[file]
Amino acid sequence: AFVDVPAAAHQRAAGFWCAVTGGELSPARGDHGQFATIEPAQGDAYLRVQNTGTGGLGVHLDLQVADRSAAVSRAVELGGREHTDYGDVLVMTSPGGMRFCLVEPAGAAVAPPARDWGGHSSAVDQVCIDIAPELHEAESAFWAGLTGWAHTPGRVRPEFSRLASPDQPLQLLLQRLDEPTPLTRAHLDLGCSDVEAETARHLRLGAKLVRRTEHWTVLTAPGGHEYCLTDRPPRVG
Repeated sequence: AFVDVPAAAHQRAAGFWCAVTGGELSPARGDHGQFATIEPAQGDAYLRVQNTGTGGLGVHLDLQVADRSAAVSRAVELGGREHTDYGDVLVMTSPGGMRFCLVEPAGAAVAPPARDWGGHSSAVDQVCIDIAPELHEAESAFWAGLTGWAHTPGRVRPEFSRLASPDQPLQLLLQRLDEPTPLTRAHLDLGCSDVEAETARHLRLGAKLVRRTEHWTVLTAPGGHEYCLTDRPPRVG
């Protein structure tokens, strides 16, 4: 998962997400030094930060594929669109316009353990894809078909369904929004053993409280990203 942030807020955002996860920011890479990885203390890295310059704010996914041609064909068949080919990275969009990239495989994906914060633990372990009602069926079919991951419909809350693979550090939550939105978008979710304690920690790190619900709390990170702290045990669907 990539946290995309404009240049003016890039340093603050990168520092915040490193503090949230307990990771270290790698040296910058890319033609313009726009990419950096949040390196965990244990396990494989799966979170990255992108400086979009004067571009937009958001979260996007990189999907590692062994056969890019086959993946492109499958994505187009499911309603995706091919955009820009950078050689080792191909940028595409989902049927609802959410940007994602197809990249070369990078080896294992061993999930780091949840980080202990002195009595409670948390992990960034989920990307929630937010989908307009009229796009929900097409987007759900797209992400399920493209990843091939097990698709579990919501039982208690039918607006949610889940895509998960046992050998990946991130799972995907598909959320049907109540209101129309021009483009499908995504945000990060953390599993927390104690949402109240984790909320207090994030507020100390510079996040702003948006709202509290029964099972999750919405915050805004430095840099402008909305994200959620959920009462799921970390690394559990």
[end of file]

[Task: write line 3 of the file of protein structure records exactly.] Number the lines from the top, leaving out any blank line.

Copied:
């Protein structure tokens, strides 16, 4: 998962997400030094930060594929669109316009353990894809078909369904929004053993409280990203 942030807020955002996860920011890479990885203390890295310059704010996914041609064909068949080919990275969009990239495989994906914060633990372990009602069926079919991951419909809350693979550090939550939105978008979710304690920690790190619900709390990170702290045990669907 990539946290995309404009240049003016890039340093603050990168520092915040490193503090949230307990990771270290790698040296910058890319033609313009726009990419950096949040390196965990244990396990494989799966979170990255992108400086979009004067571009937009958001979260996007990189999907590692062994056969890019086959993946492109499958994505187009499911309603995706091919955009820009950078050689080792191909940028595409989902049927609802959410940007994602197809990249070369990078080896294992061993999930780091949840980080202990002195009595409670948390992990960034989920990307929630937010989908307009009229796009929900097409987007759900797209992400399920493209990843091939097990698709579990919501039982208690039918607006949610889940895509998960046992050998990946991130799972995907598909959320049907109540209101129309021009483009499908995504945000990060953390599993927390104690949402109240984790909320207090994030507020100390510079996040702003948006709202509290029964099972999750919405915050805004430095840099402008909305994200959620959920009462799921970390690394559990």